Disclosure: Received royalty from Baxter International for other.

Chief Editor

Michael Stuart Bronze, MD David Ross Boyd Professor and Chairman, Department of Medicine, Stewart G Wolf Endowed Chair in Internal Medicine, Department of Medicine, University of Oklahoma Health Science Center; Master of the American College of Physicians; Fellow, Infectious Diseases Society of America

Michael Stuart Bronze, MD is a member of the following medical societies: Alpha Omega Alpha, American Medical Association, Oklahoma State Medical Association, Southern Society for Clinical Investigation, Association of Professors of Medicine, American College of Physicians, Infectious Diseases Society of America

Disclosure: Nothing to disclose.

Additional Contributors

Fred A Lopez, MD Associate Professor and Vice Chair, Department of Medicine, Assistant Dean for Student Affairs, Louisiana State University School of Medicine

Fred A Lopez, MD is a member of the following medical societies: Alpha Omega Alpha, American College of Physicians-American Society of Internal Medicine, Infectious Diseases Society of America, Louisiana State Medical Society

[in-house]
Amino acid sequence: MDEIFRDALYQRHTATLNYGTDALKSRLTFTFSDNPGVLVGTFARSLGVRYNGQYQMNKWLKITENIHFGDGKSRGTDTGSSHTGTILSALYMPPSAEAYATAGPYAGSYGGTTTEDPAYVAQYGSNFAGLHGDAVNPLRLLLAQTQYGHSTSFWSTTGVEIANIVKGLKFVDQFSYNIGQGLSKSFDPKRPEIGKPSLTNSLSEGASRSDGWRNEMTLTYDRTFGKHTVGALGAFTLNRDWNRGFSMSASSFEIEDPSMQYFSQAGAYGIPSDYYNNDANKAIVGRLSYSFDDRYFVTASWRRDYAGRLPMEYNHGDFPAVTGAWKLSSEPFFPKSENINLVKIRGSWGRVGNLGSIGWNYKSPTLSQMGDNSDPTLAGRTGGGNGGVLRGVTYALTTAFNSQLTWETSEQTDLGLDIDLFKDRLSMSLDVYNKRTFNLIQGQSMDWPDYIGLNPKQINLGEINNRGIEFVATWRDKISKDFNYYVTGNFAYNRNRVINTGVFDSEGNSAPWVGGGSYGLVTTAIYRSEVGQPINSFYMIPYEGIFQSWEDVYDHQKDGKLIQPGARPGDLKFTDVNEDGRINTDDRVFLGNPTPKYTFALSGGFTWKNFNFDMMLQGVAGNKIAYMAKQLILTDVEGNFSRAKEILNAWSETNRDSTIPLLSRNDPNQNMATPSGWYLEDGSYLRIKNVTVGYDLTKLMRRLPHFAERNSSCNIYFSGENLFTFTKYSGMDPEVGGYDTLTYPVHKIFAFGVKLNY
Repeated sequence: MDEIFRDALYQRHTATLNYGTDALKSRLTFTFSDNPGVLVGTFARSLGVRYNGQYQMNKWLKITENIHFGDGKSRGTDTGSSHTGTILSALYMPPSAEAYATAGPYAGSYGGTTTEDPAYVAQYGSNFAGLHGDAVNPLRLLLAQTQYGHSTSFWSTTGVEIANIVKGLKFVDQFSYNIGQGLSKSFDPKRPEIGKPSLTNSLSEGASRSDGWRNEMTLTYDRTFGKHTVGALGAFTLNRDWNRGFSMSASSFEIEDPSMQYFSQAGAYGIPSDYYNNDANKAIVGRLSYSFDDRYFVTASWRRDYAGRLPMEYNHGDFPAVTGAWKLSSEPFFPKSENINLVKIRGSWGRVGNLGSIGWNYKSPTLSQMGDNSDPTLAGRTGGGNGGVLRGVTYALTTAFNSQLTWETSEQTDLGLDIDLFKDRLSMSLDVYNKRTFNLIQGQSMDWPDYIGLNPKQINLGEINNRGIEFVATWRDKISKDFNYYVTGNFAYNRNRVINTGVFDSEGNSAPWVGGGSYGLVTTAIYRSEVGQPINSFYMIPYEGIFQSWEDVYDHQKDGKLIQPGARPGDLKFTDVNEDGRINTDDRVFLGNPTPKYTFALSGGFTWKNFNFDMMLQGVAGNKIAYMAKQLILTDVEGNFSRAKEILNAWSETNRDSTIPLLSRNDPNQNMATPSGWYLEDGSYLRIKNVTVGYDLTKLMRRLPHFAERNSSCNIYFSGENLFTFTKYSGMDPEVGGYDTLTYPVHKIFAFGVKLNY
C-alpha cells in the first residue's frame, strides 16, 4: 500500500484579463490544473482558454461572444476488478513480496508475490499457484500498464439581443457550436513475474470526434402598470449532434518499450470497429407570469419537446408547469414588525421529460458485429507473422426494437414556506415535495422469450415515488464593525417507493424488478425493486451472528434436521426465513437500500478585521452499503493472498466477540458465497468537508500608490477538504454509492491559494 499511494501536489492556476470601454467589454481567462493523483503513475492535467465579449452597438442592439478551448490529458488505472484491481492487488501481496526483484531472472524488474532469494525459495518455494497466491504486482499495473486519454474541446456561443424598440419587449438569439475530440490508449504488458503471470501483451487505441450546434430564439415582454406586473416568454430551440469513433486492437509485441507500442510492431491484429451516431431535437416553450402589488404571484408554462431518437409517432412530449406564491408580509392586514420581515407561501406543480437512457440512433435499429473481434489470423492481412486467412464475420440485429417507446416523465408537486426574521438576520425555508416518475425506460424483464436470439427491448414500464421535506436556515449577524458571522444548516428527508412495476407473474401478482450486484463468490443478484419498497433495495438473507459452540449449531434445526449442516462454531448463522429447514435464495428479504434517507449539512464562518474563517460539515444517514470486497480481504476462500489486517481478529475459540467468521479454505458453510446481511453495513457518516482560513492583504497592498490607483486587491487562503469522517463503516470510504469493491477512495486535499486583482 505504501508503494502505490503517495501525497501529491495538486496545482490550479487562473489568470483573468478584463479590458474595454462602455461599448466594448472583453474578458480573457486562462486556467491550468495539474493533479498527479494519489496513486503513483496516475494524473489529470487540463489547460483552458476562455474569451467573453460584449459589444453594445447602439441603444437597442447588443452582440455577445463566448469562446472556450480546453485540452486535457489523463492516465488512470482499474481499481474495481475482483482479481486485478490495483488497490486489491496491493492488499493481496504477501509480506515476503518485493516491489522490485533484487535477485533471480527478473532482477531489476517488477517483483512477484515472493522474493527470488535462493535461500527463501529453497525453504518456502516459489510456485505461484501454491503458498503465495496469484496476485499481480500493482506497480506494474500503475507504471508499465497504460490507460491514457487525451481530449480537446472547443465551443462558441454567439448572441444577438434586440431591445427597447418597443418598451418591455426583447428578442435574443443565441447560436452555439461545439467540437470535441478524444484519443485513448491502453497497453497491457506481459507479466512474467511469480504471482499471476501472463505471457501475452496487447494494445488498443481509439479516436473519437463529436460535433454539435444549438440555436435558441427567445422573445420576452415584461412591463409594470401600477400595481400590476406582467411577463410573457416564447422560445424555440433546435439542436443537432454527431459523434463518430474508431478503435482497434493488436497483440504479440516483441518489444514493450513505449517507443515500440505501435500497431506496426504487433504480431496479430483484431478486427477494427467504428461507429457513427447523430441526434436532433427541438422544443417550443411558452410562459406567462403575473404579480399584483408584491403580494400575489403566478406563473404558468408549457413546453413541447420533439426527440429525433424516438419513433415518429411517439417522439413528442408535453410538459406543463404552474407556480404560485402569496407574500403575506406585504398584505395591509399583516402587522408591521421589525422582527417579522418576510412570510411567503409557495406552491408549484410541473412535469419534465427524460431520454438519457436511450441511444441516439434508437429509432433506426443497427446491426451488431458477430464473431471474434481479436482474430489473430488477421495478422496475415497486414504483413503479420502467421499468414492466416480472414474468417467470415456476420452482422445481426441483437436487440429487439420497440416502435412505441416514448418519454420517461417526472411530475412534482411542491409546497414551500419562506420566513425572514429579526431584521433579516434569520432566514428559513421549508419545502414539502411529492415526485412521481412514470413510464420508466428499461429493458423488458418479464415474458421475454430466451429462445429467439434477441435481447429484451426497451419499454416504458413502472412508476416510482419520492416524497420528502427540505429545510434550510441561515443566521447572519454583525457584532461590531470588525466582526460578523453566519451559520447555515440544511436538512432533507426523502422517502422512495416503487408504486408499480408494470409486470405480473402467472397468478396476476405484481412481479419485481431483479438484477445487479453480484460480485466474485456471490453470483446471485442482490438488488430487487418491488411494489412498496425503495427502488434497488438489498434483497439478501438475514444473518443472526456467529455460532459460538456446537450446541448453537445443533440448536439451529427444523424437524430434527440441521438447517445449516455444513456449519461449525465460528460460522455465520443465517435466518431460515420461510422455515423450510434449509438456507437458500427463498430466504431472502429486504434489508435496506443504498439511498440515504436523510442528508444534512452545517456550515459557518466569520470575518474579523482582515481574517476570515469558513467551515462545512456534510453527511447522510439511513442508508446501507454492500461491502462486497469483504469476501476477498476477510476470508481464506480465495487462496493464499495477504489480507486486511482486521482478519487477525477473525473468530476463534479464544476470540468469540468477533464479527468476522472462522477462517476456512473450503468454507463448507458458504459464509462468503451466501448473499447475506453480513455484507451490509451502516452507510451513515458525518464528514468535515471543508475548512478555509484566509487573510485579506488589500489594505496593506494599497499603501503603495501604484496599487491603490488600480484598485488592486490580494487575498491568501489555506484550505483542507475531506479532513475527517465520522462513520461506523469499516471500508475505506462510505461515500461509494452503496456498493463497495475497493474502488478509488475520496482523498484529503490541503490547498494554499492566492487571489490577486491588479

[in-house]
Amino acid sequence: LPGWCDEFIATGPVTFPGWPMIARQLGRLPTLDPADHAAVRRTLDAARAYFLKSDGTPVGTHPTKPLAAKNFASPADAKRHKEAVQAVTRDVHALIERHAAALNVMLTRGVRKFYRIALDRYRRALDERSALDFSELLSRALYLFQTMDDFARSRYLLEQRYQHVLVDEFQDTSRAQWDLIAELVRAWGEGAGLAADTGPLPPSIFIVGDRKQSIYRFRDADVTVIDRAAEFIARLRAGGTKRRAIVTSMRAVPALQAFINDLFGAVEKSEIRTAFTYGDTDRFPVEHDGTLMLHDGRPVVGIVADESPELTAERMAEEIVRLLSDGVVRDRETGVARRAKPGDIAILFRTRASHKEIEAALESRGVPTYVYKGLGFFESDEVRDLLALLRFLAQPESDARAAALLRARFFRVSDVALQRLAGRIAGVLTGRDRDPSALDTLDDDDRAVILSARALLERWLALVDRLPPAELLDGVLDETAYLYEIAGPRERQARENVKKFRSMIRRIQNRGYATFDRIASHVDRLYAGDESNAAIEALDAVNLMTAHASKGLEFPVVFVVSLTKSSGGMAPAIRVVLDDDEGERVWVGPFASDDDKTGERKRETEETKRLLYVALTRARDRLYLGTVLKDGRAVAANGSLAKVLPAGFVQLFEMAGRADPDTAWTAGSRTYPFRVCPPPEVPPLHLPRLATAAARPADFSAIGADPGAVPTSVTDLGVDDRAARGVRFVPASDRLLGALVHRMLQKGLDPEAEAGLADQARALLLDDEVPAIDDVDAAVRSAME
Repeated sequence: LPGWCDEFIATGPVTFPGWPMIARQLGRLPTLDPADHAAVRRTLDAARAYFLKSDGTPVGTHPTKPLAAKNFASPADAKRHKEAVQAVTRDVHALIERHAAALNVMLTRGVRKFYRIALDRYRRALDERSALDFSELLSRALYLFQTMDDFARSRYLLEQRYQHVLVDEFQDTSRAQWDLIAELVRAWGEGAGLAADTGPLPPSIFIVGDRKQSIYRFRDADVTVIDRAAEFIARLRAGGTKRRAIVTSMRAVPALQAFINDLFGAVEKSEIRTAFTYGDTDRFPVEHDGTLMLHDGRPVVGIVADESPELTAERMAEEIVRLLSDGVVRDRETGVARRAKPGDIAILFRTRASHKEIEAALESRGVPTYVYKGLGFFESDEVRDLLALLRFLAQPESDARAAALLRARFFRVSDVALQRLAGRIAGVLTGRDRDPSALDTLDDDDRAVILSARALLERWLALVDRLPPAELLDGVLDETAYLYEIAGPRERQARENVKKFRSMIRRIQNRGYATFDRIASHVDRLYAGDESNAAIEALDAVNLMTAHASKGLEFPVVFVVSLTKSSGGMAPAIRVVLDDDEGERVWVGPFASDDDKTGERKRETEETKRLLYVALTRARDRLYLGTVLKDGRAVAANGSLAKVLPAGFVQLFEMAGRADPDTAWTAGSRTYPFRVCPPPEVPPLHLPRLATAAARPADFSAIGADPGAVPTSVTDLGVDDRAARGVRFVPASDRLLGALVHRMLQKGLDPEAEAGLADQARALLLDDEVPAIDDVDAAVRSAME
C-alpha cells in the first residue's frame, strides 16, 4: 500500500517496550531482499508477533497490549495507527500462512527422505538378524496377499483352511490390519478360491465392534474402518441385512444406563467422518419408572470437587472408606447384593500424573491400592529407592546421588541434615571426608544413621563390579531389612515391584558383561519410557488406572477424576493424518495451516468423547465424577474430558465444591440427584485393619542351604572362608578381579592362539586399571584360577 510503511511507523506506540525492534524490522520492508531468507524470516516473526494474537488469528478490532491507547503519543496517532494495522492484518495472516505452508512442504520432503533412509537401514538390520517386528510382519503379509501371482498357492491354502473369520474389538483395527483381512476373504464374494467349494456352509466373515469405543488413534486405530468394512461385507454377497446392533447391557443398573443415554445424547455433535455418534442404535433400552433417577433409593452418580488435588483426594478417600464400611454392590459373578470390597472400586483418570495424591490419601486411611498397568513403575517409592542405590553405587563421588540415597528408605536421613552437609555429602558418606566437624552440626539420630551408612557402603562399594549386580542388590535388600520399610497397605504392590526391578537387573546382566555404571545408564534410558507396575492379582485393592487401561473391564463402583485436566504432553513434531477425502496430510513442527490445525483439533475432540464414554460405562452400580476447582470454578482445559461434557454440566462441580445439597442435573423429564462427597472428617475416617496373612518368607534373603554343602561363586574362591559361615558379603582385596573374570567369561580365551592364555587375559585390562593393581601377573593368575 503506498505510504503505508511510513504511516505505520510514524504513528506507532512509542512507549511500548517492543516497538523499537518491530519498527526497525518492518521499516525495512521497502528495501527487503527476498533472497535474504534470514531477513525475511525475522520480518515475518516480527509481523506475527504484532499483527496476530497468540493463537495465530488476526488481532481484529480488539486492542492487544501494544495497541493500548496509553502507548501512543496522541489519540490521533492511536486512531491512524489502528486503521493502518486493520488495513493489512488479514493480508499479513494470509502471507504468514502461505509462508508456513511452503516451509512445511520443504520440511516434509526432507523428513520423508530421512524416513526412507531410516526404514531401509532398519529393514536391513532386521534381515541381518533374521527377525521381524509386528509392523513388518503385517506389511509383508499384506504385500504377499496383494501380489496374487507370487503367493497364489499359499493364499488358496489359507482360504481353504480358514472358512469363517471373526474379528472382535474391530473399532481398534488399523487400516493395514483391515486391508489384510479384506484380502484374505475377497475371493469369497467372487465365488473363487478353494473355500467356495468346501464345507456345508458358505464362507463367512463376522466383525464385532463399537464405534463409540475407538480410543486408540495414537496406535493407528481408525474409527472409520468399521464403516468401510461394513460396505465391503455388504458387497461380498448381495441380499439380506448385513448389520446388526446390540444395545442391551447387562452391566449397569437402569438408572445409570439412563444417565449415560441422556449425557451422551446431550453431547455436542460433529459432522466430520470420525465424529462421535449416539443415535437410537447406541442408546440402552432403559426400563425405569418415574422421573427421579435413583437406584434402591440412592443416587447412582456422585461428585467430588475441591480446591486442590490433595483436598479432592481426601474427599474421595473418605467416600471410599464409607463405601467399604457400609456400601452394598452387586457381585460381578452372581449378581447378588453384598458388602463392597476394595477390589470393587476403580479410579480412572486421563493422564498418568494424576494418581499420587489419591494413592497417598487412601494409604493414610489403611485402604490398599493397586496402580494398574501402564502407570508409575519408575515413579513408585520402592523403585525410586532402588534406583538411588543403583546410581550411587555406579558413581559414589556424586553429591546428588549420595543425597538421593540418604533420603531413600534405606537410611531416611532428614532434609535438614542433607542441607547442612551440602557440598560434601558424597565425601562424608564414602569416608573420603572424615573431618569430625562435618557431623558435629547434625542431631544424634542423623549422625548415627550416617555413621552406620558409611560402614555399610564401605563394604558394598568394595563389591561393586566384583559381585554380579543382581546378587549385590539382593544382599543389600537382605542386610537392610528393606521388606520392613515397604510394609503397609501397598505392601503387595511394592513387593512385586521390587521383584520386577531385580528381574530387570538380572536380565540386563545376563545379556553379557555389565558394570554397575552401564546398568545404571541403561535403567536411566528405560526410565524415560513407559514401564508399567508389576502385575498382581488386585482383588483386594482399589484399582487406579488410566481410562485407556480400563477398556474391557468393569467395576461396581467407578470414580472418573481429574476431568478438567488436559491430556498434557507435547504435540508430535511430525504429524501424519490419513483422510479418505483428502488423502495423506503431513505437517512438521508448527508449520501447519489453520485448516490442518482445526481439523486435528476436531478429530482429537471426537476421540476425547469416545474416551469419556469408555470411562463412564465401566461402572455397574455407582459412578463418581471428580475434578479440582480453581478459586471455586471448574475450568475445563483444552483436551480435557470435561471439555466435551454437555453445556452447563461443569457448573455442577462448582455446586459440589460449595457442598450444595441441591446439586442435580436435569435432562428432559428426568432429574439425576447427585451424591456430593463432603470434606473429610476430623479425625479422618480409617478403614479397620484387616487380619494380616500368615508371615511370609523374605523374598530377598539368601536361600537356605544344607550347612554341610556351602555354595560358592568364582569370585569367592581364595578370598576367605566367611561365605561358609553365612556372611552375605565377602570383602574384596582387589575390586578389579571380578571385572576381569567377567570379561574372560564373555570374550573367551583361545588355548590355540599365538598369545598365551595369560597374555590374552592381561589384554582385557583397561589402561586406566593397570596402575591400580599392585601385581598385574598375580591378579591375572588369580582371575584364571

Disclosure: Nothing to disclose.

Burke A Cunha, MD Professor of Medicine, State University of New York School of Medicine at Stony Brook; Chief, Infectious Disease Division, Winthrop-University Hospital

Burke A Cunha, MD is a member of the following medical societies: American College of Chest Physicians, American College of Physicians, Infectious Diseases Society of America

Disclosure: Nothing to disclose.

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Gram stain showing Streptococcus pneumoniae.
Gram stain showing Haemophilus influenzae.
Gram stain showing Moraxella catarrhalis.
Clinical diagnostic approach in community-acquired pneumonias.
Sputum direct fluorescent antibody stain showing Legionella infection.
A case of Legionnaires disease from the Philadelphia outbreak, showing characteristics of relative bradycardia and extrapulmonary involvement.
This graph outlines a case of Legionella pneumonia, showing characteristics of bradycardia and extrapulmonary involvement. Also shown is an initial lack of response to beta-lactam antibiotics, followed by effective treatment with doxycycline.
Chest radiograph in a patient with HIV infection, bilateral perihilar infiltrates, and Pneumocystis jiroveci pneumonia.
Chest radiograph in a patient with HIV infection and focal infiltrates due to tuberculosis.